Responding to requests from regional growers, Chesapeake Harvest is hosting a free, wholesale readiness workshop on Tuesday, March 20, 2018. Beginning at 3:00 PM, farmers in all phases of business development are invited to start the experience with a one-hour tour of the facilities at Other Side Produce located at 9654 Brickyard Drive, Seaford, Delaware, 19973.
Other Side manager, Dallas Lister elaborates, “The mission of Other Side Produce is to bring the highest quality produce to market for restaurants, schools, and other institutional entities. In order to improve purchases from the local market, we feel it is beneficial to helps local farmers understand how our customers expect to receive their product. We welcome the opportunity to work with local growers on how packaging, storage, and transportation of produce translates to the end user.”
Following the Other Side tour, workshop attendees will travel (transportation not provided) to Parkside High School in Salisbury, MD where, beginning at 4:30 PM, they will further explore the unique standards for produce harvesting and post-harvest handling when selling into wholesale markets.
Ashley and Johnny Harrison, owners of Terrapin Farms, a hydroponic operation in Berlin, MD, will provide a look at their journey from 2015 startup to thriving 2018 farm operation, including the challenges of keeping products in top condition until they reach the end user. Ashley remarks, “We are looking forward to sharing some of what we’ve learned over the past few years and hope our knowledge can help guide other small farms that seek to sell wholesale locally.”
Following the Harrison’s presentation, Chesapeake Harvest consultant, Lindsay Gilmour, will offer a detailed discussion of wholesale, post-harvest handling requirements, particularly as relate to food safety regulations.
Included with this information-packed evening will be a bagged supper, prepared by members of the Parkside High School culinary program, and a student-led tour of A+ Garden Centre, an award-winning, community-supported and student-operated Career Technology Program (CTE), under the direction of Mr. Jerry Kelly. Kelly notes, “”We appreciate the work of Chesapeake Harvest and our region’s farmers in providing students with opportunities for both analysis and hands on experience in the local food movement.” Students will be on hand to discuss their farm research and greenhouse growing program at the March 20th event.
Elizabeth Beggins, production manager with Chesapeake Harvest, notes, “The end goal with this free workshop is to support regional growers in their efforts to showcase the products they work so hard to produce. Whether by walking them through the food safety certification process, connecting them with buyers, or – as with this workshop – offering wholesale readiness training, we are helping regional farmers expand their local food markets. We care about increased access to Delmarva-grown produce in the Chesapeake Bay foodshed, and we are here to help make that possible.”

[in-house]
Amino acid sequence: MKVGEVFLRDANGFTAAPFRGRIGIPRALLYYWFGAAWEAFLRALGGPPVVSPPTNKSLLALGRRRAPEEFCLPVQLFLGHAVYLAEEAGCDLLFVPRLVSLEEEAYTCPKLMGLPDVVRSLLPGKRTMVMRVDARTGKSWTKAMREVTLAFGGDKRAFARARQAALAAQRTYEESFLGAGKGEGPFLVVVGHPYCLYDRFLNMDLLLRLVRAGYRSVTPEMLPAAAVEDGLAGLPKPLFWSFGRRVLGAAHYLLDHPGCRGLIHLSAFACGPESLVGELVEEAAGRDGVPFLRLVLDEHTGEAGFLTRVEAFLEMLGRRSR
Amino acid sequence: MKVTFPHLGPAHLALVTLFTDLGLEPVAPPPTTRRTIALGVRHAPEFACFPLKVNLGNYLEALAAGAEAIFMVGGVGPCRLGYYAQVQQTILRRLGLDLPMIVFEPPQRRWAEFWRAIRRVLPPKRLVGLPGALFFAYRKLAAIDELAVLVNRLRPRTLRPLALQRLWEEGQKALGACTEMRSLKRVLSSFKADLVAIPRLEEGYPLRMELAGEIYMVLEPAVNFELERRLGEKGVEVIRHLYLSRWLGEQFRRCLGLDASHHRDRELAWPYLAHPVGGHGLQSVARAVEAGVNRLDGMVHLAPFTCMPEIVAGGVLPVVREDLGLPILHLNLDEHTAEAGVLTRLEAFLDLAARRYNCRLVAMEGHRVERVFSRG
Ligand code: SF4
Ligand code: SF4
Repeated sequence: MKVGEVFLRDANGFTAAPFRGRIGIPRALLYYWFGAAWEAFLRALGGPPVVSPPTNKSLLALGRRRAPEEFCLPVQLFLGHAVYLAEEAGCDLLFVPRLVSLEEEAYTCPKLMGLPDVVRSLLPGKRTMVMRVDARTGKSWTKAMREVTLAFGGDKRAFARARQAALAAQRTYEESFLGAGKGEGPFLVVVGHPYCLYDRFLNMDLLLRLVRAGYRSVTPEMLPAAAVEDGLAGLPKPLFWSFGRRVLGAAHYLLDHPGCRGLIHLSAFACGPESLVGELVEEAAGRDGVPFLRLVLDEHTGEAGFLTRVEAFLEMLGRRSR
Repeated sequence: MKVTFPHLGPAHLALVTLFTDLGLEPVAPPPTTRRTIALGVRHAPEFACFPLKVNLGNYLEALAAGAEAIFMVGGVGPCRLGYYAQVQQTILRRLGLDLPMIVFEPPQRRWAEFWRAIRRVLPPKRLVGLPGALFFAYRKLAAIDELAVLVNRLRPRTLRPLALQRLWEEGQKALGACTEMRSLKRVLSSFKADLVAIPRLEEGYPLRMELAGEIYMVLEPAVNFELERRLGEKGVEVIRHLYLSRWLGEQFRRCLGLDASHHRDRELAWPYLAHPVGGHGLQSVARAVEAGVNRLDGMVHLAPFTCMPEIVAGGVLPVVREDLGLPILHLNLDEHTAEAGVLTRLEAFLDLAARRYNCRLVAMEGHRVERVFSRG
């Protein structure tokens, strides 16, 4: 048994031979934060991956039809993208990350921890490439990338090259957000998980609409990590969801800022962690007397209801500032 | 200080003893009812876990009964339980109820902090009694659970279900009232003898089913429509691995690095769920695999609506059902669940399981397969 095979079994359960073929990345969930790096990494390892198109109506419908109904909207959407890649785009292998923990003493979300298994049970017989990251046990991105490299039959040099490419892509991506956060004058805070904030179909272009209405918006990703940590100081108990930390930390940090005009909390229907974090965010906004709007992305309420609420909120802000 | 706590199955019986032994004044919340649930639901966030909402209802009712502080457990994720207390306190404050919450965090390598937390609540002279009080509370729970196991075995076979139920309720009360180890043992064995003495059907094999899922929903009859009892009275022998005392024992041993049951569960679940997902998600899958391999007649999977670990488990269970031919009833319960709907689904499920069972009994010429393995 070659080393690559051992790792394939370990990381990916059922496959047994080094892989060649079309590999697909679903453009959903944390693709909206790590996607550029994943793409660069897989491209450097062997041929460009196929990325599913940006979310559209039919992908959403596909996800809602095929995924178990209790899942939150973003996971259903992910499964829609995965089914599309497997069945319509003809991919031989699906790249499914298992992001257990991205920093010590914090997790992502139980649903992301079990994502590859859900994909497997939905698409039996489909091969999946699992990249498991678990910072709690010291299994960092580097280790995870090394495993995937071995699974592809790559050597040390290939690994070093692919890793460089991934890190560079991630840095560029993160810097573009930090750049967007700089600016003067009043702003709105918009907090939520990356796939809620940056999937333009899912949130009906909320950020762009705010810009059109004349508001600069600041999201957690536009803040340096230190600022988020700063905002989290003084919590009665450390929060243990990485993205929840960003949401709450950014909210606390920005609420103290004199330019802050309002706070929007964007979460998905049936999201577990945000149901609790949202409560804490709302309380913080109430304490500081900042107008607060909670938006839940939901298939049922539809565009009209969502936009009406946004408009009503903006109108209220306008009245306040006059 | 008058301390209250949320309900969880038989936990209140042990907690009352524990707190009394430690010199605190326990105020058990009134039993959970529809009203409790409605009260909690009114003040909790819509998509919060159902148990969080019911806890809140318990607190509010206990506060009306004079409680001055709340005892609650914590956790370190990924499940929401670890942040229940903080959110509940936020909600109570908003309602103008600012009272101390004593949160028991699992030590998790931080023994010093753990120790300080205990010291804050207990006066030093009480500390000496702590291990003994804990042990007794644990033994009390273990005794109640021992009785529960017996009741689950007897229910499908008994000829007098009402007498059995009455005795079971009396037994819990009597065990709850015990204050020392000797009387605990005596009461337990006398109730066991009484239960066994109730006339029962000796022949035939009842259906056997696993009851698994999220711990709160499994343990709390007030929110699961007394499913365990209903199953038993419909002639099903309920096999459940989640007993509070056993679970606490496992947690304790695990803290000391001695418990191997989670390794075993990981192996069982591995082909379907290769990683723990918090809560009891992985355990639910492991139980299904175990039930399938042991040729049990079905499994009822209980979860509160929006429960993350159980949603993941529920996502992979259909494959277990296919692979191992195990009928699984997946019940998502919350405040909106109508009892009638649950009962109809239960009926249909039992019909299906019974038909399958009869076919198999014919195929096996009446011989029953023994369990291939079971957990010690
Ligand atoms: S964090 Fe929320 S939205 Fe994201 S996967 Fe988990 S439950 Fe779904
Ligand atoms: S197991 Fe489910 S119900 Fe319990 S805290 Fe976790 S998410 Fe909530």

In addition to wholesale readiness workshops and wholesale buying opportunities, Chesapeake Harvest offers individualized food safety consultations for farmers seeking Harmonized Good Agricultural Practices (GAP) certification.
For all training opportunities, registration is required. Call 410.690.7348, email firstname.lastname@example.org or visit www.ChesapeakeHarvest.com. To register online for the free classes, participants can also use the Events tab on the Chesapeake Harvest Facebook page.
About Chesapeake Harvest:
Chesapeake Harvest, a project of the Easton Economic Development Corporation, is working to build a vibrant local food economy on the Eastern Shore producing healthy food bursting with flavor. Chesapeake Harvest is committed to sourcing local, clean, and diverse ingredients that fuel the growth of a regional Chesapeake Cuisine. Chesapeake Harvest seeks out farmers who show their commitment to regenerative agricultural practices that protect the future of the Chesapeake Bay. Chesapeake Harvest gives preference to those who share our belief that sustainability is not a fixed point but a pathway of continuous improvement
About the EEDC:
Easton Economic Development Corporation was launched in 2013 to drive economic vitality, smart redevelopment, and business creation in the historic Town of Easton, Maryland to foster a healthy quality of life for all generations. The EEDC works toward managing Easton’s continued growth as a diverse and healthy “smart town,” leading innovation where the land and water meet.